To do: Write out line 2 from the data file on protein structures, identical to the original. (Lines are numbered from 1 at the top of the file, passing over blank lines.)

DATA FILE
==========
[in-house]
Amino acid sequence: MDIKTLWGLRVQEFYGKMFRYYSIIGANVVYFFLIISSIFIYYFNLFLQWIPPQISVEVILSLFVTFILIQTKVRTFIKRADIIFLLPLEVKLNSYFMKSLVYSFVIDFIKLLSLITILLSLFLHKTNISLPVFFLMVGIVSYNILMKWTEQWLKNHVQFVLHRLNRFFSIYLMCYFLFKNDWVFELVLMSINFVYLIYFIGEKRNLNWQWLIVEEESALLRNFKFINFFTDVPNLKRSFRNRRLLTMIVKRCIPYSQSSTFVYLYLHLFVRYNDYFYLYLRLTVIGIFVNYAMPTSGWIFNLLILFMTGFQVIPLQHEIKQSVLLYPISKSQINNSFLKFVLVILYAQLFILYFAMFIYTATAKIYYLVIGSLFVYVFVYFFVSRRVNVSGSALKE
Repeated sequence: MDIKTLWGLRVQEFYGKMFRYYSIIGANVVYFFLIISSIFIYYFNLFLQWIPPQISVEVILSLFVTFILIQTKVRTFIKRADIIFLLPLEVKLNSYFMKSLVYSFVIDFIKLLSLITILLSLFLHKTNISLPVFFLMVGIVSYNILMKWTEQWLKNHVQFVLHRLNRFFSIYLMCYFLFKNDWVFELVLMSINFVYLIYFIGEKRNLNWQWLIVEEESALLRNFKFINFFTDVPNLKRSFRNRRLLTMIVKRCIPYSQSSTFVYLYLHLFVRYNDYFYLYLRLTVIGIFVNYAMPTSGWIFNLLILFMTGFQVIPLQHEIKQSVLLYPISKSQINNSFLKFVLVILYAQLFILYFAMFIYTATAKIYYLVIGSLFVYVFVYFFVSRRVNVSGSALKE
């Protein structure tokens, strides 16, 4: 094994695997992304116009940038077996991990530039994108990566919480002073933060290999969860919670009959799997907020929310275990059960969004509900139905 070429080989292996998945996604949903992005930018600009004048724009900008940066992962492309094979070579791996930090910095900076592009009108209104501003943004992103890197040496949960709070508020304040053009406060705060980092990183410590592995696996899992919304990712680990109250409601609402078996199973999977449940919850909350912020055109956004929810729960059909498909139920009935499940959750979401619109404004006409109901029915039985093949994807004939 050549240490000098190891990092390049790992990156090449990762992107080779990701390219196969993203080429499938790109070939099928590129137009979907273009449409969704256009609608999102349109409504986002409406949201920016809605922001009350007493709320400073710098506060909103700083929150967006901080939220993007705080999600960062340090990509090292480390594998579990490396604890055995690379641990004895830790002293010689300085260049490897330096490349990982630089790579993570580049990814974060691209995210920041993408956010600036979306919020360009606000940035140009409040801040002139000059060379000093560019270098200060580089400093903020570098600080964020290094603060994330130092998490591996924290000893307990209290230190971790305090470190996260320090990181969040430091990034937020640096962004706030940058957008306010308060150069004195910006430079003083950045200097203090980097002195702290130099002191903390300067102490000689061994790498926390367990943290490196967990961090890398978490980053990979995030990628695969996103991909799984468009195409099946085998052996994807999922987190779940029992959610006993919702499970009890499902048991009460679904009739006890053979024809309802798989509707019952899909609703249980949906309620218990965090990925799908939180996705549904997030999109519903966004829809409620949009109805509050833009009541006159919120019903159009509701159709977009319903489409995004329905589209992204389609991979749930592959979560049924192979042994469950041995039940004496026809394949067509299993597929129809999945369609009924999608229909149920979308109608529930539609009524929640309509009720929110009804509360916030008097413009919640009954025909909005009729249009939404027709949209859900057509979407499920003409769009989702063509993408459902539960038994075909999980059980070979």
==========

Amino acid sequence: MDIKTLWGLRVQEFYGKMFRYYSIIGANVVYFFLIISSIFIYYFNLFLQWIPPQISVEVILSLFVTFILIQTKVRTFIKRADIIFLLPLEVKLNSYFMKSLVYSFVIDFIKLLSLITILLSLFLHKTNISLPVFFLMVGIVSYNILMKWTEQWLKNHVQFVLHRLNRFFSIYLMCYFLFKNDWVFELVLMSINFVYLIYFIGEKRNLNWQWLIVEEESALLRNFKFINFFTDVPNLKRSFRNRRLLTMIVKRCIPYSQSSTFVYLYLHLFVRYNDYFYLYLRLTVIGIFVNYAMPTSGWIFNLLILFMTGFQVIPLQHEIKQSVLLYPISKSQINNSFLKFVLVILYAQLFILYFAMFIYTATAKIYYLVIGSLFVYVFVYFFVSRRVNVSGSALKE